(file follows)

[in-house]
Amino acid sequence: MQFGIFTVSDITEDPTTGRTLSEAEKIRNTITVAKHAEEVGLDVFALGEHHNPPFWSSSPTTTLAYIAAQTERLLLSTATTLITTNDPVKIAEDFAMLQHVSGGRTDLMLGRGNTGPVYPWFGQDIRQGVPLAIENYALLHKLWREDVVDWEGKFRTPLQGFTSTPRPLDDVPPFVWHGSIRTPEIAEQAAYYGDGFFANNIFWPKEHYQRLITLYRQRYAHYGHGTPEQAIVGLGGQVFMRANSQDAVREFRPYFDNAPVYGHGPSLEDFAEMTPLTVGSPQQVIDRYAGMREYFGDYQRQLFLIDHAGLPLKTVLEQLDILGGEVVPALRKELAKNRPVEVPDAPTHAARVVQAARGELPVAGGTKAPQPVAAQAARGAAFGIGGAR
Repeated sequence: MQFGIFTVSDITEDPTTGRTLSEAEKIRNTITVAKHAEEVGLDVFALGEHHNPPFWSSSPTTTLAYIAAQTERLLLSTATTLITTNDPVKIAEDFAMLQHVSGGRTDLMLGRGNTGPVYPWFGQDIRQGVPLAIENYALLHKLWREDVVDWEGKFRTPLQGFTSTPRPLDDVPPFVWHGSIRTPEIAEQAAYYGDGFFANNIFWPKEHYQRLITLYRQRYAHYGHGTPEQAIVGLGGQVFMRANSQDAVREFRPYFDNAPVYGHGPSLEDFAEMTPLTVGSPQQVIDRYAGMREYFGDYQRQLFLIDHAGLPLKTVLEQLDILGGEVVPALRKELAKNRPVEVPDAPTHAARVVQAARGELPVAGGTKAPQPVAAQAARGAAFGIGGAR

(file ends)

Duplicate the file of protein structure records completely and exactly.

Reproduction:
[in-house]
Amino acid sequence: MQFGIFTVSDITEDPTTGRTLSEAEKIRNTITVAKHAEEVGLDVFALGEHHNPPFWSSSPTTTLAYIAAQTERLLLSTATTLITTNDPVKIAEDFAMLQHVSGGRTDLMLGRGNTGPVYPWFGQDIRQGVPLAIENYALLHKLWREDVVDWEGKFRTPLQGFTSTPRPLDDVPPFVWHGSIRTPEIAEQAAYYGDGFFANNIFWPKEHYQRLITLYRQRYAHYGHGTPEQAIVGLGGQVFMRANSQDAVREFRPYFDNAPVYGHGPSLEDFAEMTPLTVGSPQQVIDRYAGMREYFGDYQRQLFLIDHAGLPLKTVLEQLDILGGEVVPALRKELAKNRPVEVPDAPTHAARVVQAARGELPVAGGTKAPQPVAAQAARGAAFGIGGAR
Repeated sequence: MQFGIFTVSDITEDPTTGRTLSEAEKIRNTITVAKHAEEVGLDVFALGEHHNPPFWSSSPTTTLAYIAAQTERLLLSTATTLITTNDPVKIAEDFAMLQHVSGGRTDLMLGRGNTGPVYPWFGQDIRQGVPLAIENYALLHKLWREDVVDWEGKFRTPLQGFTSTPRPLDDVPPFVWHGSIRTPEIAEQAAYYGDGFFANNIFWPKEHYQRLITLYRQRYAHYGHGTPEQAIVGLGGQVFMRANSQDAVREFRPYFDNAPVYGHGPSLEDFAEMTPLTVGSPQQVIDRYAGMREYFGDYQRQLFLIDHAGLPLKTVLEQLDILGGEVVPALRKELAKNRPVEVPDAPTHAARVVQAARGELPVAGGTKAPQPVAAQAARGAAFGIGGAR